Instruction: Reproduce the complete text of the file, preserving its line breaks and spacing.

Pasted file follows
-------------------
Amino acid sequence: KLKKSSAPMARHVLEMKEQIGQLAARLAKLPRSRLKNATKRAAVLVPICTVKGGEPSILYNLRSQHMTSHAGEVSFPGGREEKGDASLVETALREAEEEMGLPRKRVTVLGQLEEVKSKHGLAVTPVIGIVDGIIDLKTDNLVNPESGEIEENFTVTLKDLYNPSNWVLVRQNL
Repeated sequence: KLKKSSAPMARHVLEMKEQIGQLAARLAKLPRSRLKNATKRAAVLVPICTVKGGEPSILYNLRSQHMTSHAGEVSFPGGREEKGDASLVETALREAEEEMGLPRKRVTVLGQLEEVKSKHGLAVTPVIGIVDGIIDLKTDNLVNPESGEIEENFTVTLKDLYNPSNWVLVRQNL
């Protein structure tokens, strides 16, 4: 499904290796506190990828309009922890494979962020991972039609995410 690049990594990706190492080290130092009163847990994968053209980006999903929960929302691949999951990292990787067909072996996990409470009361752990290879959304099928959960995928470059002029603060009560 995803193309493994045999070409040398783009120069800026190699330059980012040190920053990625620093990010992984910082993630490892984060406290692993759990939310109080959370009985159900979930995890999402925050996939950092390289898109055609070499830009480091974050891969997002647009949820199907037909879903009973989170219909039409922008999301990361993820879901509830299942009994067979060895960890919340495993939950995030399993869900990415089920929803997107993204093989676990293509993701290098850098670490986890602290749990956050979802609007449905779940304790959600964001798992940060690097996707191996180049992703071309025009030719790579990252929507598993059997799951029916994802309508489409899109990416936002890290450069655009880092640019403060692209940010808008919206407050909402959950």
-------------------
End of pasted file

Amino acid sequence: KLKKSSAPMARHVLEMKEQIGQLAARLAKLPRSRLKNATKRAAVLVPICTVKGGEPSILYNLRSQHMTSHAGEVSFPGGREEKGDASLVETALREAEEEMGLPRKRVTVLGQLEEVKSKHGLAVTPVIGIVDGIIDLKTDNLVNPESGEIEENFTVTLKDLYNPSNWVLVRQNL
Repeated sequence: KLKKSSAPMARHVLEMKEQIGQLAARLAKLPRSRLKNATKRAAVLVPICTVKGGEPSILYNLRSQHMTSHAGEVSFPGGREEKGDASLVETALREAEEEMGLPRKRVTVLGQLEEVKSKHGLAVTPVIGIVDGIIDLKTDNLVNPESGEIEENFTVTLKDLYNPSNWVLVRQNL
């Protein structure tokens, strides 16, 4: 499904290796506190990828309009922890494979962020991972039609995410 690049990594990706190492080290130092009163847990994968053209980006999903929960929302691949999951990292990787067909072996996990409470009361752990290879959304099928959960995928470059002029603060009560 995803193309493994045999070409040398783009120069800026190699330059980012040190920053990625620093990010992984910082993630490892984060406290692993759990939310109080959370009985159900979930995890999402925050996939950092390289898109055609070499830009480091974050891969997002647009949820199907037909879903009973989170219909039409922008999301990361993820879901509830299942009994067979060895960890919340495993939950995030399993869900990415089920929803997107993204093989676990293509993701290098850098670490986890602290749990956050979802609007449905779940304790959600964001798992940060690097996707191996180049992703071309025009030719790579990252929507598993059997799951029916994802309508489409899109990416936002890290450069655009880092640019403060692209940010808008919206407050909402959950």